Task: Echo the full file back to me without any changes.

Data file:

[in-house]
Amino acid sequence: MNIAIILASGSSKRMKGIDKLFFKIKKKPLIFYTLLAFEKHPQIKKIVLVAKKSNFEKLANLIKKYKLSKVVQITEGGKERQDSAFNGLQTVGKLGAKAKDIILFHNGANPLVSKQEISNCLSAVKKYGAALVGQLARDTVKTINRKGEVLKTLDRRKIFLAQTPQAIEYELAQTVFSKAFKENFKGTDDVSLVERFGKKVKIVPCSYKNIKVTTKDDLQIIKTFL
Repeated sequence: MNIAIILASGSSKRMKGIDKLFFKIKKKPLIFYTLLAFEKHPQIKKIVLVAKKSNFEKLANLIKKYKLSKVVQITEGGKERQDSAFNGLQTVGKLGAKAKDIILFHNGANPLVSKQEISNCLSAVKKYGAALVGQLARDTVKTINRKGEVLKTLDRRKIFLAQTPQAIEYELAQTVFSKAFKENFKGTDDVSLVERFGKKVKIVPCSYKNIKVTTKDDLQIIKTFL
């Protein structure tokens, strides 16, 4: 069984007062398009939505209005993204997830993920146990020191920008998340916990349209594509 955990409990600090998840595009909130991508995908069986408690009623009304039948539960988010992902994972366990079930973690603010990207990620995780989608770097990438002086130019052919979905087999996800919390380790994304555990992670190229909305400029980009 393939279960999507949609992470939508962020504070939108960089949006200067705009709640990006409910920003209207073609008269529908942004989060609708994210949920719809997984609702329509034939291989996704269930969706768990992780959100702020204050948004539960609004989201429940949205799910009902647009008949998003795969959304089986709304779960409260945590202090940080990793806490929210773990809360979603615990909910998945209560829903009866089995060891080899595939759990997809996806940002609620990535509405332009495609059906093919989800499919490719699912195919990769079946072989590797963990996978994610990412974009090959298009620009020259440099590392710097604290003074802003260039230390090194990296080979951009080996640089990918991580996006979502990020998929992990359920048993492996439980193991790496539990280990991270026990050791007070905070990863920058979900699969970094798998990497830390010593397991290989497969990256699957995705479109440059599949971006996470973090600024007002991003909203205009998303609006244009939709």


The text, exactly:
[in-house]
Amino acid sequence: MNIAIILASGSSKRMKGIDKLFFKIKKKPLIFYTLLAFEKHPQIKKIVLVAKKSNFEKLANLIKKYKLSKVVQITEGGKERQDSAFNGLQTVGKLGAKAKDIILFHNGANPLVSKQEISNCLSAVKKYGAALVGQLARDTVKTINRKGEVLKTLDRRKIFLAQTPQAIEYELAQTVFSKAFKENFKGTDDVSLVERFGKKVKIVPCSYKNIKVTTKDDLQIIKTFL
Repeated sequence: MNIAIILASGSSKRMKGIDKLFFKIKKKPLIFYTLLAFEKHPQIKKIVLVAKKSNFEKLANLIKKYKLSKVVQITEGGKERQDSAFNGLQTVGKLGAKAKDIILFHNGANPLVSKQEISNCLSAVKKYGAALVGQLARDTVKTINRKGEVLKTLDRRKIFLAQTPQAIEYELAQTVFSKAFKENFKGTDDVSLVERFGKKVKIVPCSYKNIKVTTKDDLQIIKTFL
């Protein structure tokens, strides 16, 4: 069984007062398009939505209005993204997830993920146990020191920008998340916990349209594509 955990409990600090998840595009909130991508995908069986408690009623009304039948539960988010992902994972366990079930973690603010990207990620995780989608770097990438002086130019052919979905087999996800919390380790994304555990992670190229909305400029980009 393939279960999507949609992470939508962020504070939108960089949006200067705009709640990006409910920003209207073609008269529908942004989060609708994210949920719809997984609702329509034939291989996704269930969706768990992780959100702020204050948004539960609004989201429940949205799910009902647009008949998003795969959304089986709304779960409260945590202090940080990793806490929210773990809360979603615990909910998945209560829903009866089995060891080899595939759990997809996806940002609620990535509405332009495609059906093919989800499919490719699912195919990769079946072989590797963990996978994610990412974009090959298009620009020259440099590392710097604290003074802003260039230390090194990296080979951009080996640089990918991580996006979502990020998929992990359920048993492996439980193991790496539990280990991270026990050791007070905070990863920058979900699969970094798998990497830390010593397991290989497969990256699957995705479109440059599949971006996470973090600024007002991003909203205009998303609006244009939709």